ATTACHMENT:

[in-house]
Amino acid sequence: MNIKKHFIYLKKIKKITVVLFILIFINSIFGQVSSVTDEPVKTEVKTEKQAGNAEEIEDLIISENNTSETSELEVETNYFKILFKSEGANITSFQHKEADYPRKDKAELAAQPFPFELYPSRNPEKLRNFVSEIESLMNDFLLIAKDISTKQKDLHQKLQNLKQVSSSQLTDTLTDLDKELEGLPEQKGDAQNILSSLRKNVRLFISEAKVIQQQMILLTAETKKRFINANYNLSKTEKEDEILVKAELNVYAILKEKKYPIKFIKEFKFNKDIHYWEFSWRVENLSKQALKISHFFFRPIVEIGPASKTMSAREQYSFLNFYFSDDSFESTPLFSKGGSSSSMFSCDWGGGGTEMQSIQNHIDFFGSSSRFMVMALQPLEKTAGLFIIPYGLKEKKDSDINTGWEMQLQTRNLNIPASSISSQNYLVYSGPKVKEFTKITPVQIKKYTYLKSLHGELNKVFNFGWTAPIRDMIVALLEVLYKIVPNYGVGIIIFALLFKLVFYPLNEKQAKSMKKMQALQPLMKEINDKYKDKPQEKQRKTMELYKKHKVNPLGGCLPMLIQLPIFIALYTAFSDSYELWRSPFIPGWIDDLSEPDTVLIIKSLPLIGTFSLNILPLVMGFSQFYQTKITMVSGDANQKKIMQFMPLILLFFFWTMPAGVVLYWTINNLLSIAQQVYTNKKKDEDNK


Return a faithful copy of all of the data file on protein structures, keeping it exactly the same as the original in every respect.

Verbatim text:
[in-house]
Amino acid sequence: MNIKKHFIYLKKIKKITVVLFILIFINSIFGQVSSVTDEPVKTEVKTEKQAGNAEEIEDLIISENNTSETSELEVETNYFKILFKSEGANITSFQHKEADYPRKDKAELAAQPFPFELYPSRNPEKLRNFVSEIESLMNDFLLIAKDISTKQKDLHQKLQNLKQVSSSQLTDTLTDLDKELEGLPEQKGDAQNILSSLRKNVRLFISEAKVIQQQMILLTAETKKRFINANYNLSKTEKEDEILVKAELNVYAILKEKKYPIKFIKEFKFNKDIHYWEFSWRVENLSKQALKISHFFFRPIVEIGPASKTMSAREQYSFLNFYFSDDSFESTPLFSKGGSSSSMFSCDWGGGGTEMQSIQNHIDFFGSSSRFMVMALQPLEKTAGLFIIPYGLKEKKDSDINTGWEMQLQTRNLNIPASSISSQNYLVYSGPKVKEFTKITPVQIKKYTYLKSLHGELNKVFNFGWTAPIRDMIVALLEVLYKIVPNYGVGIIIFALLFKLVFYPLNEKQAKSMKKMQALQPLMKEINDKYKDKPQEKQRKTMELYKKHKVNPLGGCLPMLIQLPIFIALYTAFSDSYELWRSPFIPGWIDDLSEPDTVLIIKSLPLIGTFSLNILPLVMGFSQFYQTKITMVSGDANQKKIMQFMPLILLFFFWTMPAGVVLYWTINNLLSIAQQVYTNKKKDEDNK